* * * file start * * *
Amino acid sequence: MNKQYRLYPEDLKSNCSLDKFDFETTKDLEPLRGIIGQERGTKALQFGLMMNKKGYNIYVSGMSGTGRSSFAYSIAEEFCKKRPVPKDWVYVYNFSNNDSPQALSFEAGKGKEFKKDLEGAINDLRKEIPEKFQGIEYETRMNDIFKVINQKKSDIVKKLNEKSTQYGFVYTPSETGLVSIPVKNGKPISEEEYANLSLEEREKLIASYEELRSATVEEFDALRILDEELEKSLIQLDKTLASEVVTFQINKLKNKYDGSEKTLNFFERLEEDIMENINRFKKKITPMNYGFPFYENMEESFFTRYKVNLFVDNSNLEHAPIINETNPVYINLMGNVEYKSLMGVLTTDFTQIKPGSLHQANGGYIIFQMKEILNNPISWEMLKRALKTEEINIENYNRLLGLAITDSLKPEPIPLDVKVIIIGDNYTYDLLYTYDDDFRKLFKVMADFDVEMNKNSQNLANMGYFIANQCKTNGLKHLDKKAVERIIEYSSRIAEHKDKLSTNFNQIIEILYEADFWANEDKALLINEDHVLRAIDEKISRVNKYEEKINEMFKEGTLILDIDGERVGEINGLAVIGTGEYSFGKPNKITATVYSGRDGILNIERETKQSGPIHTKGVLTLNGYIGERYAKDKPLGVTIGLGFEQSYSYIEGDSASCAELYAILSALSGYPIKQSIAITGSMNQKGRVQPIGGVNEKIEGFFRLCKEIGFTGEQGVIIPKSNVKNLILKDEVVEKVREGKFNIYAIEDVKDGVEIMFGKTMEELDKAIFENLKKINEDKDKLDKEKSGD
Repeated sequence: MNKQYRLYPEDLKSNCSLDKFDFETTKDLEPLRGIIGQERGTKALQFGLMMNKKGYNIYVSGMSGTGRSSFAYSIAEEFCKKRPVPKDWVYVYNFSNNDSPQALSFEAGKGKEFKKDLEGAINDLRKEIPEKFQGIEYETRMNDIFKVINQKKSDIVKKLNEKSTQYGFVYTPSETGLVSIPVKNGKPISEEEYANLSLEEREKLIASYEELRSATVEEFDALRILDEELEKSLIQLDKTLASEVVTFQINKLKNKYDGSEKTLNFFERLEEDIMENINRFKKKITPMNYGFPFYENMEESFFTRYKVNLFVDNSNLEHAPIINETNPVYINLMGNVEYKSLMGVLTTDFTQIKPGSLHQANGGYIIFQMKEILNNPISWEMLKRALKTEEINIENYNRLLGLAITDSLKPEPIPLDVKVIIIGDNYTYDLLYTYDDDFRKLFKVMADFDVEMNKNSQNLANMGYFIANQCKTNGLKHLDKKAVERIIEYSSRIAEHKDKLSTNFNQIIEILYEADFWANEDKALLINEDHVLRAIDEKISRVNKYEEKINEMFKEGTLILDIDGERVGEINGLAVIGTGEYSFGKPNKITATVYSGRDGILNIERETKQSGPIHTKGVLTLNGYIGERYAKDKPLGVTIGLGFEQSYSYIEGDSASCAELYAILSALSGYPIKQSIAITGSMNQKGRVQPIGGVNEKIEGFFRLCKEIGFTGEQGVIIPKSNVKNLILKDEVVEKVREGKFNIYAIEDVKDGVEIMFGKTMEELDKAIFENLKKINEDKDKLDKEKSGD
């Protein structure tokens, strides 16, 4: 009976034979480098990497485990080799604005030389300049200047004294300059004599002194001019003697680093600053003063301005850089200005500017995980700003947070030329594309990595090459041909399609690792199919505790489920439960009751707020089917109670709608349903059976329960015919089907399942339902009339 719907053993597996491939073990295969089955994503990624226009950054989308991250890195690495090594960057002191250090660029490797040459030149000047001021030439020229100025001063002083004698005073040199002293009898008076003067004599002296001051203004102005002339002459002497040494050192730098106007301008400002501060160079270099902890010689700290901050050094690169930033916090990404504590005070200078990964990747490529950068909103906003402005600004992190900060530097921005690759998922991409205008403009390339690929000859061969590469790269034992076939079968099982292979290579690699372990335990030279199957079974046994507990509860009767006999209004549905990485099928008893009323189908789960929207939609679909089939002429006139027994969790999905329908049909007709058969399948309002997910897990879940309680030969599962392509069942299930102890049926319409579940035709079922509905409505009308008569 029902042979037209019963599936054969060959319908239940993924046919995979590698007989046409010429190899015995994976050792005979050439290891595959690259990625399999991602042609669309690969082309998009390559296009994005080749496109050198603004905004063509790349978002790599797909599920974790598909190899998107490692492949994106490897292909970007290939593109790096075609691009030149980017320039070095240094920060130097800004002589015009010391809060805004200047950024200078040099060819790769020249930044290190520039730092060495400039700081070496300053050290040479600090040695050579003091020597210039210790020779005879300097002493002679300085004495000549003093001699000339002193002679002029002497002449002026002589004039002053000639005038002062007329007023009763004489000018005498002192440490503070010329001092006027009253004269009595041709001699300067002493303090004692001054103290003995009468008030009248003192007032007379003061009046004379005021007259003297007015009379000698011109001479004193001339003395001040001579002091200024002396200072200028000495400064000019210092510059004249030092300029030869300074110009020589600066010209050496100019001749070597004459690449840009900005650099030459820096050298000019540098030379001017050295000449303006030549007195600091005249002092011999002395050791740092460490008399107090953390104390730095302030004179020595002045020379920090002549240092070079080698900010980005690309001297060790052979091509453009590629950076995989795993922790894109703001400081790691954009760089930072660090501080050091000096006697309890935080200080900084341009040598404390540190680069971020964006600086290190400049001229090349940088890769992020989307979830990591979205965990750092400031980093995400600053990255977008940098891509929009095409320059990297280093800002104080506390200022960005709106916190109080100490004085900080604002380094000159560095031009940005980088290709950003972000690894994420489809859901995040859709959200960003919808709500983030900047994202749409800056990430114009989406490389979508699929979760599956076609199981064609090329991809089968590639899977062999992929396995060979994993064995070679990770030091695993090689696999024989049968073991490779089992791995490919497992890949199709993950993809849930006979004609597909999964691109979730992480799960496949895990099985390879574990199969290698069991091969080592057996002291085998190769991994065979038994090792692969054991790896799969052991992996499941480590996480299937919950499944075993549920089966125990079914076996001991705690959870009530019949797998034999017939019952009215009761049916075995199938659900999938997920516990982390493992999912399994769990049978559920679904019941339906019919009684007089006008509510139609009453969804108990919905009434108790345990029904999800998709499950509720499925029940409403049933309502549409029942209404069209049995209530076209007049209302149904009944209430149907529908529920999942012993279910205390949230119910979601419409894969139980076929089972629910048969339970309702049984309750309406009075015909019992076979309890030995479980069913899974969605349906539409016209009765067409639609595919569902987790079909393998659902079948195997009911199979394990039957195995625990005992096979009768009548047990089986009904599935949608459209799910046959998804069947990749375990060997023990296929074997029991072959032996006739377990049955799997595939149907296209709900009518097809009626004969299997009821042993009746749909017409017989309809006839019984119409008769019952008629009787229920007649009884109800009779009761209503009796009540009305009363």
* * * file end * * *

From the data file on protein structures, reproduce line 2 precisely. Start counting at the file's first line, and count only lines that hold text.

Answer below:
Repeated sequence: MNKQYRLYPEDLKSNCSLDKFDFETTKDLEPLRGIIGQERGTKALQFGLMMNKKGYNIYVSGMSGTGRSSFAYSIAEEFCKKRPVPKDWVYVYNFSNNDSPQALSFEAGKGKEFKKDLEGAINDLRKEIPEKFQGIEYETRMNDIFKVINQKKSDIVKKLNEKSTQYGFVYTPSETGLVSIPVKNGKPISEEEYANLSLEEREKLIASYEELRSATVEEFDALRILDEELEKSLIQLDKTLASEVVTFQINKLKNKYDGSEKTLNFFERLEEDIMENINRFKKKITPMNYGFPFYENMEESFFTRYKVNLFVDNSNLEHAPIINETNPVYINLMGNVEYKSLMGVLTTDFTQIKPGSLHQANGGYIIFQMKEILNNPISWEMLKRALKTEEINIENYNRLLGLAITDSLKPEPIPLDVKVIIIGDNYTYDLLYTYDDDFRKLFKVMADFDVEMNKNSQNLANMGYFIANQCKTNGLKHLDKKAVERIIEYSSRIAEHKDKLSTNFNQIIEILYEADFWANEDKALLINEDHVLRAIDEKISRVNKYEEKINEMFKEGTLILDIDGERVGEINGLAVIGTGEYSFGKPNKITATVYSGRDGILNIERETKQSGPIHTKGVLTLNGYIGERYAKDKPLGVTIGLGFEQSYSYIEGDSASCAELYAILSALSGYPIKQSIAITGSMNQKGRVQPIGGVNEKIEGFFRLCKEIGFTGEQGVIIPKSNVKNLILKDEVVEKVREGKFNIYAIEDVKDGVEIMFGKTMEELDKAIFENLKKINEDKDKLDKEKSGD